That’s a question that Jeff Tan asks on his blog. And it is a good one–one that became acute for me about six and a half years ago…
Jeff’s best answer is that of St Josemaria Escriva–which accords very well with the Lutheran theology of vocation. As Jeff puts it, that is “In my ordinary work, lived extraordinarily with Christ at its centre.”
There may be opportunities for verbal witness as well as active witness. Family, friends and work colleagues (probably in that order) are the best possibilities–at least statistically.
If you are married and have a family, then the question is a no-brainer. Evangelise your spouse and children. Of course, if they are Christian too, this becomes mutual evangelisation which is really neat and what makes a strong spiritual family.
If you are a member of a parish, evangelise other members of the parish. No, really. We often forget that the best place for witnessing to our faith may be our faith community. Christian communities need to be constantly evangelised (which is why Father preaches homily every week, although he may have forgotten that). What about talking about the homily over coffee after mass instead of sport/weather/the kids etc.? Small groups and fellowship groups and bible studies etc. are great places to offer one another mutual evangelisation. Or get involved in RCIA (they could do with the help!). Hospitality to other members of the parish or to new members or even potential enquirers is another way. Invite them over for a meal and encourage them in the faith. Become a mentor to the young people in the parish. Organise a youth group aimed at strengthening young people in their committment to the faith! The possibilities are endless.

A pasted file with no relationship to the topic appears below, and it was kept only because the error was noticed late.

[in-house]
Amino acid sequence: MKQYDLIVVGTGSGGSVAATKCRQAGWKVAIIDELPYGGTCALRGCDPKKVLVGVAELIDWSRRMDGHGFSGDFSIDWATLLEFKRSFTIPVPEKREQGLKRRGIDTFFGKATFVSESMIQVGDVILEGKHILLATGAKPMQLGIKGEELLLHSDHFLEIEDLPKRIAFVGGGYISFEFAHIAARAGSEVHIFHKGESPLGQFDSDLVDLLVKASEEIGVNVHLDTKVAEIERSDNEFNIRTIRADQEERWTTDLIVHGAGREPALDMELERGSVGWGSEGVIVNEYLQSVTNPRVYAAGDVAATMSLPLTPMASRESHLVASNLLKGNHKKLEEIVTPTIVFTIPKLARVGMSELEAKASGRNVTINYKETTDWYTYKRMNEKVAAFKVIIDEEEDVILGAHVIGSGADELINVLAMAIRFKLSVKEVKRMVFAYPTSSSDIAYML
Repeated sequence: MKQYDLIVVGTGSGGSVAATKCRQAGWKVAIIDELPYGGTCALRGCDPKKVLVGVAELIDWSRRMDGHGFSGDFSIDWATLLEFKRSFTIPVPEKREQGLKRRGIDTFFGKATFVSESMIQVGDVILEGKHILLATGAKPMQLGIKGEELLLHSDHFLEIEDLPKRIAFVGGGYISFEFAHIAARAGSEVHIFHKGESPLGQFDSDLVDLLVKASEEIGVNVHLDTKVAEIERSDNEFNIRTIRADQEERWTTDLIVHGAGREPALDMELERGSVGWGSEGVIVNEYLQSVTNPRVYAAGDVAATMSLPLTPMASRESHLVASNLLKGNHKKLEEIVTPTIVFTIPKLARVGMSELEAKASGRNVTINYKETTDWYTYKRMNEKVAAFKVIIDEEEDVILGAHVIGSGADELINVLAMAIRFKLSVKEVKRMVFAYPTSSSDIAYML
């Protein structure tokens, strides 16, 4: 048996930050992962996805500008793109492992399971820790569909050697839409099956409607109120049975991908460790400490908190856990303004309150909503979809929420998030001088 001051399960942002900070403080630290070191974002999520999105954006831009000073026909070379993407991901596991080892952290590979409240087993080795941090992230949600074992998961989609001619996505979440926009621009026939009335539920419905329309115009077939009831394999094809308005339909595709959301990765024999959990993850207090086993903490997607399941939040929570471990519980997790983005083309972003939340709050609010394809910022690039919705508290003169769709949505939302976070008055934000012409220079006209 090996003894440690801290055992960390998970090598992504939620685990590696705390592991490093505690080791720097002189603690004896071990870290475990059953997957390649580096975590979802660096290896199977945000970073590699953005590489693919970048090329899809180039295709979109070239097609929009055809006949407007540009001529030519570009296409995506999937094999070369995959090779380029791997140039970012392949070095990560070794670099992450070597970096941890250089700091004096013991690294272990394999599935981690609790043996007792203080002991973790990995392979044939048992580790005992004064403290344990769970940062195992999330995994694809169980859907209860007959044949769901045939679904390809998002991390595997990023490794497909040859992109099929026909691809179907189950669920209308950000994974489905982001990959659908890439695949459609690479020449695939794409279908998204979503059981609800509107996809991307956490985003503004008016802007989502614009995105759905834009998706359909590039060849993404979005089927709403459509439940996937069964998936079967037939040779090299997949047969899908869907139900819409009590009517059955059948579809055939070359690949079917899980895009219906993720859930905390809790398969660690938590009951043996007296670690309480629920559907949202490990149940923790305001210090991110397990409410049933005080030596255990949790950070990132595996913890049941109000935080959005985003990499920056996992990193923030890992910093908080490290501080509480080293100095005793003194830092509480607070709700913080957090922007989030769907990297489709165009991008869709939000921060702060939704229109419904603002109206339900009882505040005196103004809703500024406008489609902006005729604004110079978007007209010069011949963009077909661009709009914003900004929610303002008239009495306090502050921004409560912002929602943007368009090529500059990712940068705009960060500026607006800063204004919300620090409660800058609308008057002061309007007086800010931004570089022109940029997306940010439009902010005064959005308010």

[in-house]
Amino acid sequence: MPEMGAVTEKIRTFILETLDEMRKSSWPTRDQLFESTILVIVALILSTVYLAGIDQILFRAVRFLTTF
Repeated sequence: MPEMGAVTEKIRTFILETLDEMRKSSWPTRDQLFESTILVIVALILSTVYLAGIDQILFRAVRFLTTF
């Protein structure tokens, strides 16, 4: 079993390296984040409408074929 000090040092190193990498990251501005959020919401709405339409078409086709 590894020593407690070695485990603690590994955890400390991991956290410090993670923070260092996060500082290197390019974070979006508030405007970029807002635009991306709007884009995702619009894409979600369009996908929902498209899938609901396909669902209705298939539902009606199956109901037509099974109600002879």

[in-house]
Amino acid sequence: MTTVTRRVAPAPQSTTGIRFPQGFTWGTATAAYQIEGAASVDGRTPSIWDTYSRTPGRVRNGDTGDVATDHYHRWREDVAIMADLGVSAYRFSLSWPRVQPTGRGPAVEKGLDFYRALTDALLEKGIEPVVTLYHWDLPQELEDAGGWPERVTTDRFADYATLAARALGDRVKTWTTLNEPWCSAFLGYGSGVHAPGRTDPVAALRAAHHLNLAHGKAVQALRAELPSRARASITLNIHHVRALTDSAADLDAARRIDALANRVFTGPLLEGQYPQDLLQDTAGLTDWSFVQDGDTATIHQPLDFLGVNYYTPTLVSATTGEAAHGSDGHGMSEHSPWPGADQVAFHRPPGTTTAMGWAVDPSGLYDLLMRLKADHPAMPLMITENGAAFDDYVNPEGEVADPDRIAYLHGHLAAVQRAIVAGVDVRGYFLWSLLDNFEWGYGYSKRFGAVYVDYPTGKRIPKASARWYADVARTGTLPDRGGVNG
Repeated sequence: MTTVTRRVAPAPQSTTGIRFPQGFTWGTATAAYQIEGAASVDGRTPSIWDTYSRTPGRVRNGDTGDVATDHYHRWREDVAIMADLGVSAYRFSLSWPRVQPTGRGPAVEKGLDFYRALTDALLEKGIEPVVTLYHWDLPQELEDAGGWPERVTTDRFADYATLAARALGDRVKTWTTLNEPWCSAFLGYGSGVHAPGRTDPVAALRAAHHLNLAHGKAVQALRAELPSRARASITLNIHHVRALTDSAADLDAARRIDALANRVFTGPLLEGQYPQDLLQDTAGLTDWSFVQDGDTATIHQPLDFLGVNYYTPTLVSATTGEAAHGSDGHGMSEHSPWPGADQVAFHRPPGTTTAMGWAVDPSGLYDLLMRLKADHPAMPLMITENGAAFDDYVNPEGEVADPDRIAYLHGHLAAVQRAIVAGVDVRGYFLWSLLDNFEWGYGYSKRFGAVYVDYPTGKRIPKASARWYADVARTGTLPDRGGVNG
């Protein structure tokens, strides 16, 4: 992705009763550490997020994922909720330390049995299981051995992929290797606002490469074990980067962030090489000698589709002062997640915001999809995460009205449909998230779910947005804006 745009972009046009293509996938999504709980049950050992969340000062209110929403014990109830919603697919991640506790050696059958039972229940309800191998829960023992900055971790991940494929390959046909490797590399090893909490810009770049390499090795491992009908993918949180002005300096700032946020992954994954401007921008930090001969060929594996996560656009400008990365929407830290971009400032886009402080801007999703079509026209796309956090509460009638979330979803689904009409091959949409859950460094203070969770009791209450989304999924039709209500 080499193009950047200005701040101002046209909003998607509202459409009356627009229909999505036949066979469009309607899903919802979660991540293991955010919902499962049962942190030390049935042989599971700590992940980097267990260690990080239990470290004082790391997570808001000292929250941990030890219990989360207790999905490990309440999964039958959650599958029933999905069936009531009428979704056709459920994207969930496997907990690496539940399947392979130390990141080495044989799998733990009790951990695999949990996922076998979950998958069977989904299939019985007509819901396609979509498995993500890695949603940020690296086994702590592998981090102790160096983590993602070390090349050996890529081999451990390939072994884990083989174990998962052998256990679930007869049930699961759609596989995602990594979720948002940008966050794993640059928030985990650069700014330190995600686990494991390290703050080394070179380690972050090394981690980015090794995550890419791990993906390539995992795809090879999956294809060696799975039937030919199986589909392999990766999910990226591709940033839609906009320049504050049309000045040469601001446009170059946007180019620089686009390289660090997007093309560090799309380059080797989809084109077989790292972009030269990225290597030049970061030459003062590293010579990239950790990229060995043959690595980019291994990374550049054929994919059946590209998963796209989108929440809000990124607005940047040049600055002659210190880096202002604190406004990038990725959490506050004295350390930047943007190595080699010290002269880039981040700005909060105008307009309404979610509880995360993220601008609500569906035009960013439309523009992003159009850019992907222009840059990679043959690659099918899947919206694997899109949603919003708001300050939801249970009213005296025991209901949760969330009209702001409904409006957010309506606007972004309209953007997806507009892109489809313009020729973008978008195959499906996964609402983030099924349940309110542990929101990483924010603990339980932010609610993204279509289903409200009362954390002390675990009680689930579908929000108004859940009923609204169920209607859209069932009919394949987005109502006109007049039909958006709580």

And never discount the blog. Yeah, you might only get a few readers, and most of them might already be Christian (in which case what I said above may apply), but that’s a few readers more than you would be witnessing to without the blog! Also it is a very unintrusive method of evangelisation. It is pure “proposition” rather than “imposition”.
I’m not keen on door knocking or on pestering your workmates with “do you have a personal relationship with Jesus.” But you might find a work mate who is a lapsed Christian who might be open to some encouragement or might (if he/she knows you are Christian) come to you for advice. This happened to me when I was working as a school librarian. Teachers, and even the the headmaster (who was a lapsed Catholic), would drop into the Library every now and again with a personal question relating to religion or faith. You have to be ready for these opportunities.
As for doorknocking, well, this does work if there is a good purpose in it. Eg. If you are door knocking to let people know when service times are for Christmas in the local parish, or when trying to make contact with Catholics in the area who may not have made contact with the parish. But it has to be done as an official program of the parish, be supported by the priest, come with training, and is best done by someone who holds an office in the parish.
Just some ways. But St Escriva is right, your ordinary work done extraordinarily with Christ at the centre is always the base line for “non-professional” preachers!